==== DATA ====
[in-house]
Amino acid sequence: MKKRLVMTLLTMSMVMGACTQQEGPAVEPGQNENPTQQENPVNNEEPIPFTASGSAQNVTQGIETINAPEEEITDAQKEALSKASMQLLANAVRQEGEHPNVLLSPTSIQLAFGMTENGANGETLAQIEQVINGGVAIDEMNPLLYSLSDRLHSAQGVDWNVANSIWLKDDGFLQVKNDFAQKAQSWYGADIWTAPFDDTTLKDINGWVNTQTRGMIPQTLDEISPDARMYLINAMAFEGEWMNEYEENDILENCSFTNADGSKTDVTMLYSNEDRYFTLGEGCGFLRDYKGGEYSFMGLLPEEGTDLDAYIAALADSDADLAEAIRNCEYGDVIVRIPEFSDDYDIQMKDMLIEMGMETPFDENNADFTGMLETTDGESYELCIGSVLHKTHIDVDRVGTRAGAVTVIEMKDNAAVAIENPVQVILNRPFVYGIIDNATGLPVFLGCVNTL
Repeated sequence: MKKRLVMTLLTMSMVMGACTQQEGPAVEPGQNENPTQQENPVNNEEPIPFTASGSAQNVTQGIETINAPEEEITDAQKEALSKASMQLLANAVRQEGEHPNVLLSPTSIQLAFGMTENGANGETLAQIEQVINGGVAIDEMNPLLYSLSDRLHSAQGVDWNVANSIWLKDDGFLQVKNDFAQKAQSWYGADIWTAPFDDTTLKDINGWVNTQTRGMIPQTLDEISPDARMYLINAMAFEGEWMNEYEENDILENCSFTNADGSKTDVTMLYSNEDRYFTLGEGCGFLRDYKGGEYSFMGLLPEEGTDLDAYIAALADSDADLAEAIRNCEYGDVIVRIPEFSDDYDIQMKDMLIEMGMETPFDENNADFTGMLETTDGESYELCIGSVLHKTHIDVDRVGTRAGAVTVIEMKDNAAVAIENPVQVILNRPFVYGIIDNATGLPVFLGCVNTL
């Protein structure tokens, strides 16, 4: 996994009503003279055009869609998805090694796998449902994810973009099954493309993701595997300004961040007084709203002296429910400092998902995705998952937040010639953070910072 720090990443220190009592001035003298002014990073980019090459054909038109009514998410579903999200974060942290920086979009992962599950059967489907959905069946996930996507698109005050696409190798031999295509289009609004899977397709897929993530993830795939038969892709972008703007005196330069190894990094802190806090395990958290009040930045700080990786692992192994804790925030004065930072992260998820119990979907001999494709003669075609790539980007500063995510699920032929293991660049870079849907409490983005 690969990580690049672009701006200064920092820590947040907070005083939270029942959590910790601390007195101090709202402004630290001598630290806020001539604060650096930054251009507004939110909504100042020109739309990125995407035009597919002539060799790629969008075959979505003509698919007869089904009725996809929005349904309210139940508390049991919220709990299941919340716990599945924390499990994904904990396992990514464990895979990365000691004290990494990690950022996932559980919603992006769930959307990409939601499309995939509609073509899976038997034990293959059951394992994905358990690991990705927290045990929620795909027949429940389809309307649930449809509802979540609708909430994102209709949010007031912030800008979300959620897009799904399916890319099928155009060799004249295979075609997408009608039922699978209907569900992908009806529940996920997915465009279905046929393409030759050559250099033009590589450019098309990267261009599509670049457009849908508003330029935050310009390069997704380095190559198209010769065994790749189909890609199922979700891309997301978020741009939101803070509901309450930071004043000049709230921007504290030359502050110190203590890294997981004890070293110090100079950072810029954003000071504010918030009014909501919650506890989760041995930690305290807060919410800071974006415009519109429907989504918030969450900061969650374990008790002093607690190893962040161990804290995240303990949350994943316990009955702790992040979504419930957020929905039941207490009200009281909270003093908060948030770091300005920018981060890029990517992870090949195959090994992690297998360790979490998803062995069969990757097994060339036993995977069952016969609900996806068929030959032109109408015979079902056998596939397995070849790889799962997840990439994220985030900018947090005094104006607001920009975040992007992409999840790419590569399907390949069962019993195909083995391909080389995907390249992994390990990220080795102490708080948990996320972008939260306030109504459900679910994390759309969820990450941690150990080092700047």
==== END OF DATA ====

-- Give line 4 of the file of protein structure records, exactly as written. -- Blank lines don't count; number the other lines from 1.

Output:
């Protein structure tokens, strides 16, 4: 996994009503003279055009869609998805090694796998449902994810973009099954493309993701595997300004961040007084709203002296429910400092998902995705998952937040010639953070910072 720090990443220190009592001035003298002014990073980019090459054909038109009514998410579903999200974060942290920086979009992962599950059967489907959905069946996930996507698109005050696409190798031999295509289009609004899977397709897929993530993830795939038969892709972008703007005196330069190894990094802190806090395990958290009040930045700080990786692992192994804790925030004065930072992260998820119990979907001999494709003669075609790539980007500063995510699920032929293991660049870079849907409490983005 690969990580690049672009701006200064920092820590947040907070005083939270029942959590910790601390007195101090709202402004630290001598630290806020001539604060650096930054251009507004939110909504100042020109739309990125995407035009597919002539060799790629969008075959979505003509698919007869089904009725996809929005349904309210139940508390049991919220709990299941919340716990599945924390499990994904904990396992990514464990895979990365000691004290990494990690950022996932559980919603992006769930959307990409939601499309995939509609073509899976038997034990293959059951394992994905358990690991990705927290045990929620795909027949429940389809309307649930449809509802979540609708909430994102209709949010007031912030800008979300959620897009799904399916890319099928155009060799004249295979075609997408009608039922699978209907569900992908009806529940996920997915465009279905046929393409030759050559250099033009590589450019098309990267261009599509670049457009849908508003330029935050310009390069997704380095190559198209010769065994790749189909890609199922979700891309997301978020741009939101803070509901309450930071004043000049709230921007504290030359502050110190203590890294997981004890070293110090100079950072810029954003000071504010918030009014909501919650506890989760041995930690305290807060919410800071974006415009519109429907989504918030969450900061969650374990008790002093607690190893962040161990804290995240303990949350994943316990009955702790992040979504419930957020929905039941207490009200009281909270003093908060948030770091300005920018981060890029990517992870090949195959090994992690297998360790979490998803062995069969990757097994060339036993995977069952016969609900996806068929030959032109109408015979079902056998596939397995070849790889799962997840990439994220985030900018947090005094104006607001920009975040992007992409999840790419590569399907390949069962019993195909083995391909080389995907390249992994390990990220080795102490708080948990996320972008939260306030109504459900679910994390759309969820990450941690150990080092700047």